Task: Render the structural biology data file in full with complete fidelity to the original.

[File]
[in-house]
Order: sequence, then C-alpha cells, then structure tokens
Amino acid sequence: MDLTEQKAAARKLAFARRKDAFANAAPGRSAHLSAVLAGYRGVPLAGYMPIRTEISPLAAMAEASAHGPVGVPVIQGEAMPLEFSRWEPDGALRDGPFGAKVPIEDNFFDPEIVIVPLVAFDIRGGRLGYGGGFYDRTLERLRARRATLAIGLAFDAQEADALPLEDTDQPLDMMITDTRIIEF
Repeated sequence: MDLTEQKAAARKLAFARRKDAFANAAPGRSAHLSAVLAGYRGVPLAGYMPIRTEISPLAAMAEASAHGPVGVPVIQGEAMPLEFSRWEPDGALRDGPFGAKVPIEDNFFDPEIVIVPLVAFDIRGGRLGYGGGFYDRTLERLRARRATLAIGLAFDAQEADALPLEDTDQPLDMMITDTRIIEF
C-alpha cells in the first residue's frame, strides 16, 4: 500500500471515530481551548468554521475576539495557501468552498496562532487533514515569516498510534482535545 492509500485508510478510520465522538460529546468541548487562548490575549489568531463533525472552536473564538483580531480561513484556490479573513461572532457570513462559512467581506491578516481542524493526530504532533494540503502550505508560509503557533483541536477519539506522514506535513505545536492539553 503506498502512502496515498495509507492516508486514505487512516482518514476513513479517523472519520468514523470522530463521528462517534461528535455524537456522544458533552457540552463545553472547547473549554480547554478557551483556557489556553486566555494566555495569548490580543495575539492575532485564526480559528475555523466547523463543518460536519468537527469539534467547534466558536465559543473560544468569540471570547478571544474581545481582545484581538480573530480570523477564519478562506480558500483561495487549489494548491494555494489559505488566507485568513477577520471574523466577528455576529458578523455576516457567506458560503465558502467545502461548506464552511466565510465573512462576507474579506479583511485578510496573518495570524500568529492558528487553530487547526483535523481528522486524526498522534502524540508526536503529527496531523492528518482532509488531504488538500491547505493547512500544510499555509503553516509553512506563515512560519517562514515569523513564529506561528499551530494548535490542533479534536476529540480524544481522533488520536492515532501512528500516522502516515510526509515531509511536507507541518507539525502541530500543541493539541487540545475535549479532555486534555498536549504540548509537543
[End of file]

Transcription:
[in-house]
Order: sequence, then C-alpha cells, then structure tokens
Amino acid sequence: MDLTEQKAAARKLAFARRKDAFANAAPGRSAHLSAVLAGYRGVPLAGYMPIRTEISPLAAMAEASAHGPVGVPVIQGEAMPLEFSRWEPDGALRDGPFGAKVPIEDNFFDPEIVIVPLVAFDIRGGRLGYGGGFYDRTLERLRARRATLAIGLAFDAQEADALPLEDTDQPLDMMITDTRIIEF
Repeated sequence: MDLTEQKAAARKLAFARRKDAFANAAPGRSAHLSAVLAGYRGVPLAGYMPIRTEISPLAAMAEASAHGPVGVPVIQGEAMPLEFSRWEPDGALRDGPFGAKVPIEDNFFDPEIVIVPLVAFDIRGGRLGYGGGFYDRTLERLRARRATLAIGLAFDAQEADALPLEDTDQPLDMMITDTRIIEF
C-alpha cells in the first residue's frame, strides 16, 4: 500500500471515530481551548468554521475576539495557501468552498496562532487533514515569516498510534482535545 492509500485508510478510520465522538460529546468541548487562548490575549489568531463533525472552536473564538483580531480561513484556490479573513461572532457570513462559512467581506491578516481542524493526530504532533494540503502550505508560509503557533483541536477519539506522514506535513505545536492539553 503506498502512502496515498495509507492516508486514505487512516482518514476513513479517523472519520468514523470522530463521528462517534461528535455524537456522544458533552457540552463545553472547547473549554480547554478557551483556557489556553486566555494566555495569548490580543495575539492575532485564526480559528475555523466547523463543518460536519468537527469539534467547534466558536465559543473560544468569540471570547478571544474581545481582545484581538480573530480570523477564519478562506480558500483561495487549489494548491494555494489559505488566507485568513477577520471574523466577528455576529458578523455576516457567506458560503465558502467545502461548506464552511466565510465573512462576507474579506479583511485578510496573518495570524500568529492558528487553530487547526483535523481528522486524526498522534502524540508526536503529527496531523492528518482532509488531504488538500491547505493547512500544510499555509503553516509553512506563515512560519517562514515569523513564529506561528499551530494548535490542533479534536476529540480524544481522533488520536492515532501512528500516522502516515510526509515531509511536507507541518507539525502541530500543541493539541487540545475535549479532555486534555498536549504540548509537543